Coping with PMS Dietary and Nutritional Strategies

Bronwen Berlekamp, RN, MS, FNP, is a Nurse Practitioner at
New England WomenCenter

The majority of women in the United States suffer from Premenstrual Syndrome (PMS) at some time in their lives, and about 10% find their lives severely impacted by their symptoms. Research shows that, while some people do benefit from medications, most women get relief of PMS symptoms through simple changes in their daily habits.

I've gathered the following dietary strategies from various PMS researchers. I find them very helpful in my daily work with women, and I hope you find them useful in your own life.

Strategy 1: Eat small, frequent meals.
The "3-hourly diet" was pioneered by British physician Katharina Dalton, one of the earliest PMS researchers. She found that women who ate a complex carbohydrate every three hours felt marked relief of PMS symptoms. Other PMS experts emphasize the importance of eating small amounts of protein along with the complex carbohydrate. The specific recommendations are as follows:

Strategy 2: Increase complex carbohydrates
Complex carbohydrates are carbs that break down to glucose more slowly than simple carbohydrates such as sugar. They include whole grains, fruits, vegetables, beans, and peas. Complex carbohydrates provide more nutrients and fiber than simple carbs, providing sustained energy and nourishment over a longer period of time.

Strategy 3: Increase water intake
Drinking 8-12 glasses of water during the PMS phase can help reduce bloating by boosting the elimination of salt and water.

Strategy 4: Reduce simple sugars
Simple sugars hit the bloodstream quickly in the form of glucose. This can cause a quick burst of energy and boost in mood, but may be followed by decreased energy and a blue mood. Anything that includes white sugar falls into this category. Highly refined grains, such as white flour, are also converted quickly to glucose, so they should be avoided. (This means white bread, pasta, pastries, white rice). Boosting complex carbohydrates (see Strategy 2) and eating small frequent meals will decrease your cravings for sugary foods. But be patient, it can take several days for your cravings to subside. Once they do, you may be amazed at the difference in how you feel.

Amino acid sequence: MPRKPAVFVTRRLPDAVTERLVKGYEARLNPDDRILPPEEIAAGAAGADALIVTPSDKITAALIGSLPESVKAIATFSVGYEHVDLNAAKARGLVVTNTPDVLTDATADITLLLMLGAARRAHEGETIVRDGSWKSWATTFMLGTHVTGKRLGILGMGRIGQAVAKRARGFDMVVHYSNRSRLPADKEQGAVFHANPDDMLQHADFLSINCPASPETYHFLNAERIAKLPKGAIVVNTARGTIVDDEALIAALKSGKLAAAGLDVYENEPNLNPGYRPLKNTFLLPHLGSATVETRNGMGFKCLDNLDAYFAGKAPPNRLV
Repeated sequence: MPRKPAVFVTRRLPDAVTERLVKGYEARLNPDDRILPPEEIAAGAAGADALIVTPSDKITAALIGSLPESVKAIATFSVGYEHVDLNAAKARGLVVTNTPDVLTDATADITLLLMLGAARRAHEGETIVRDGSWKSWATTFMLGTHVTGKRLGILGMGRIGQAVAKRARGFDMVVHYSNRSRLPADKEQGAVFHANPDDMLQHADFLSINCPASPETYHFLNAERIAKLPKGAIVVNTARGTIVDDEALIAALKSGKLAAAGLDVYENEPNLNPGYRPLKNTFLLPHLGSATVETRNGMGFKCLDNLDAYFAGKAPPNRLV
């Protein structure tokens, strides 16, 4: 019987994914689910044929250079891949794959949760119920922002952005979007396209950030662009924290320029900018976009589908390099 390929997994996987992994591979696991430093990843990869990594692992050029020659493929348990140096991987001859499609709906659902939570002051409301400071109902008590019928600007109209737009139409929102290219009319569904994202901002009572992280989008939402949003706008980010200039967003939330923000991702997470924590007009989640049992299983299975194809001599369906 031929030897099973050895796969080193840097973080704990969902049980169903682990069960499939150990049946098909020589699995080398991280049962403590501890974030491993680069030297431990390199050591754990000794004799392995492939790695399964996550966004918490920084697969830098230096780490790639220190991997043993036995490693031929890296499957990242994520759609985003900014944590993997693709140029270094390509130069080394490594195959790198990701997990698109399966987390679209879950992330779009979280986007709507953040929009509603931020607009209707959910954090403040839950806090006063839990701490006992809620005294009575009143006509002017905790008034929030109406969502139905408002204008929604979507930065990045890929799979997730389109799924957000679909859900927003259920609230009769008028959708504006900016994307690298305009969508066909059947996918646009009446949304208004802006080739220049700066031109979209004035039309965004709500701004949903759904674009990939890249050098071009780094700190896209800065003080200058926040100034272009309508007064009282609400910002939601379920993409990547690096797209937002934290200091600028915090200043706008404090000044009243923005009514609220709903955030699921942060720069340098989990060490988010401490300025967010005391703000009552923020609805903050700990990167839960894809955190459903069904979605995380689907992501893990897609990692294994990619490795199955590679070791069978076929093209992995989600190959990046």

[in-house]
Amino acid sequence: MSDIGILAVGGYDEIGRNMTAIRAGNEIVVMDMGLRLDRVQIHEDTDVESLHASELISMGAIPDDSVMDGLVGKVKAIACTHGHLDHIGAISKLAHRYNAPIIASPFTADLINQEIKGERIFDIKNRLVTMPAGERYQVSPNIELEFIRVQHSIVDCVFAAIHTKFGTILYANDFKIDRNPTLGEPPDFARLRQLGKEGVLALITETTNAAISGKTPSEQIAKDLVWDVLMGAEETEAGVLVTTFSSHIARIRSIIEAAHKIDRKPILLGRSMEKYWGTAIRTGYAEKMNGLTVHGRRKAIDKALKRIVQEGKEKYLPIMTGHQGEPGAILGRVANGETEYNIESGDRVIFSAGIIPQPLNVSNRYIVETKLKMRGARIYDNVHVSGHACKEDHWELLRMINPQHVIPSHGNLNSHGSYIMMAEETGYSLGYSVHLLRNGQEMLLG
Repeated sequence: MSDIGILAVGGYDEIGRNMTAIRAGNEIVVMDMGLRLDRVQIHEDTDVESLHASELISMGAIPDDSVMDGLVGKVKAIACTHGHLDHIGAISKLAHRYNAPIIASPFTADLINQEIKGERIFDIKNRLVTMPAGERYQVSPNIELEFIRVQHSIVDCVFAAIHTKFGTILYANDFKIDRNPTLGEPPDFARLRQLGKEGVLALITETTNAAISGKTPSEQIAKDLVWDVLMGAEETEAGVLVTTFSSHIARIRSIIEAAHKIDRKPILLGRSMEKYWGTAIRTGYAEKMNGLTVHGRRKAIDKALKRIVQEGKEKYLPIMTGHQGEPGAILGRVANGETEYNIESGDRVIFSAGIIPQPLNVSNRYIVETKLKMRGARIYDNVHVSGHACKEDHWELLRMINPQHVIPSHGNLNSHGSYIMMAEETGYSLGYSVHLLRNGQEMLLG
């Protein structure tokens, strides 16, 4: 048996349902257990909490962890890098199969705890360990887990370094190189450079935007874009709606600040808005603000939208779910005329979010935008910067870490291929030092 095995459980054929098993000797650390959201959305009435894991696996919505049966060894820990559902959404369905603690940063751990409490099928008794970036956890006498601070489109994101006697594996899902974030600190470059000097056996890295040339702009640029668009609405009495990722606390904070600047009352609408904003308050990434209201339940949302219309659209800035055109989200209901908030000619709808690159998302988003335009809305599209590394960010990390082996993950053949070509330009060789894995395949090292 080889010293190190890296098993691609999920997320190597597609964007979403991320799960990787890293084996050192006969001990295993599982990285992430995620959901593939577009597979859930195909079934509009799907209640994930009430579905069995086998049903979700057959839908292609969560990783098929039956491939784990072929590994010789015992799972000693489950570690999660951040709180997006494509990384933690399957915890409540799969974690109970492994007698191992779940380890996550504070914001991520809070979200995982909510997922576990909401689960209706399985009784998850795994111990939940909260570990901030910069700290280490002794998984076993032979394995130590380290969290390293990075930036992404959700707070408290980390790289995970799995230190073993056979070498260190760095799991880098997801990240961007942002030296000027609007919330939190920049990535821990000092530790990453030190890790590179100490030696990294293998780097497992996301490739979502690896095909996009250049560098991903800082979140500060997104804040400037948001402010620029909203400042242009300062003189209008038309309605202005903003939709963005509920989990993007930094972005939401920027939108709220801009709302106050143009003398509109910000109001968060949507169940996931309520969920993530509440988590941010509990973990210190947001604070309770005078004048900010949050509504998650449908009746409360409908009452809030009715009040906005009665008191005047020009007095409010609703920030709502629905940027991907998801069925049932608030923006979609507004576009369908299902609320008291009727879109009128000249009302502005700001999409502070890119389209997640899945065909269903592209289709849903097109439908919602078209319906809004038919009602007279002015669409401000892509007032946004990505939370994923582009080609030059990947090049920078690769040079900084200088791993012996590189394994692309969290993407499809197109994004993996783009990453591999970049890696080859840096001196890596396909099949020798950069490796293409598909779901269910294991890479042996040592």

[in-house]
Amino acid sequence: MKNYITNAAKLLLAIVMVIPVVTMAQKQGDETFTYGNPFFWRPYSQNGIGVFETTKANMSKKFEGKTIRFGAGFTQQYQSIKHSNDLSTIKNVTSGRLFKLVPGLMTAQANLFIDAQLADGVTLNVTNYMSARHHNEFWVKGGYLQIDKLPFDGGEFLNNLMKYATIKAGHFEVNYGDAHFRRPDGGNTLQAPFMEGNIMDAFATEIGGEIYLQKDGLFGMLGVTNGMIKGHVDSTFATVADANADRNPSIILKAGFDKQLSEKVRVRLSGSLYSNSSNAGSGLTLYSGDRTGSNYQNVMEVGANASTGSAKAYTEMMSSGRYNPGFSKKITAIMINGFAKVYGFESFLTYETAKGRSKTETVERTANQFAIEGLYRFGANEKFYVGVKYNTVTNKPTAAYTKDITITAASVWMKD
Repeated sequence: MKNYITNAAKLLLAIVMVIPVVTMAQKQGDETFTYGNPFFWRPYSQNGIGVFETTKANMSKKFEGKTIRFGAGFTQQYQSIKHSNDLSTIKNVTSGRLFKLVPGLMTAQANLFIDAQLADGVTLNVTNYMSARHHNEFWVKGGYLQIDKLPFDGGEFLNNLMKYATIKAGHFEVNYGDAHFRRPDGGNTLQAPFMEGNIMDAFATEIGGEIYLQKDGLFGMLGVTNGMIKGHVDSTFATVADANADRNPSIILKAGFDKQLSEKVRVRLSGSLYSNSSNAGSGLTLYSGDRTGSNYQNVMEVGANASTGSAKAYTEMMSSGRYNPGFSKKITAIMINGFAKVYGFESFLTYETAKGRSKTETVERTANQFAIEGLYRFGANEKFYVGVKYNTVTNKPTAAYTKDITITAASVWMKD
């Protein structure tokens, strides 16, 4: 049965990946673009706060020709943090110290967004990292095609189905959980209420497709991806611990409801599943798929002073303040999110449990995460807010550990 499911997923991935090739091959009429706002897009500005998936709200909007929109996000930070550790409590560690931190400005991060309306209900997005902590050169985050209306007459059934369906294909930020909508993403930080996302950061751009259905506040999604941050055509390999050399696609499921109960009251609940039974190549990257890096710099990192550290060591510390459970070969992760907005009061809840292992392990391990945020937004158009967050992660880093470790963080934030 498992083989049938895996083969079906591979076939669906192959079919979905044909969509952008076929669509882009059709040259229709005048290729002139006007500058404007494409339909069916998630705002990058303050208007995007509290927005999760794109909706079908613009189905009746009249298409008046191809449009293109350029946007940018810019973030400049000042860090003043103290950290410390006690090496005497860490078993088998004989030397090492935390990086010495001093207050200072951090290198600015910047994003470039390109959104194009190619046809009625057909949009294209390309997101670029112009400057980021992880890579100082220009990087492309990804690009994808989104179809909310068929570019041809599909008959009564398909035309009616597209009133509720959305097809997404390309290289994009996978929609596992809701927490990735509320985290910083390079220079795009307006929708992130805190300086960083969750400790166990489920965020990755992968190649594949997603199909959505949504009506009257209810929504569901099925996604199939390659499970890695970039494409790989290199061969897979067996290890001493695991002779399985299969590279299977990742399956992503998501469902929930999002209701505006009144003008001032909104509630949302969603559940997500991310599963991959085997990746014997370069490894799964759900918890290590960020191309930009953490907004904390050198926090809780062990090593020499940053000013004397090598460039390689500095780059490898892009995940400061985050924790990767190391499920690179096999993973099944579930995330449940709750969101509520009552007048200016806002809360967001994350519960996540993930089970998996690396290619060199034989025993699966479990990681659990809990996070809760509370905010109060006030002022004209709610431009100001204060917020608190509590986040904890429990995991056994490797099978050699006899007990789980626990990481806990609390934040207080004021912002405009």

Strategy 4: Reduce alcohol
Alcohol exacerbates PMS symptoms in a number of ways, primarily through its effects on blood sugar. If you can't cut out alcohol entirely, choose drinks with lower alcohol content during the PMS period.

Strategy 5: Reduce caffeine
Caffeine makes PMS symptoms worse for many women, and is particularly known for increasing anxiety. If you love coffee, try mixing caffeinated coffee with a decaf brew.

Strategy 6: Observe the effects of meat, dairy and salt on your PMS symptoms
PMS diet guidelines are inconsistent when it comes to meat, dairy and salt. Some recommend against, while others recommend them as important sources of protein and nutrients. It's worth looking at the effects of these foods on your individual PMS symptoms, and limiting them if they make you feel worse.

Strategy 7: Make changes slowly
Change only one thing at a time. Begin with shifting your eating schedule to eat every three hours. Then try substituting complex carbohydrates in for simple carbs. This will likely reduce your interest in simple carbs. Take a look at your new diet and at how you feel. If you feel there's still room for improvement, consult a health care provider or nutritionist to develop a specific strategy for yourself.

Strategy 8: Make eating pleasurable
Discover PMS-healthy foods that taste good to you. If you can, find a way to enjoy the process of choosing, preparing and eating food that is supportive of your body. This can be an important source of self-nurturance, which is vital to feeling your best.

New England WomenCenter is a woman-centered health care practice founded in 1997. The Nurse Practitioners of New England WomenCenter provide gynecologic care for women of all ages with a caring, respectful approach.




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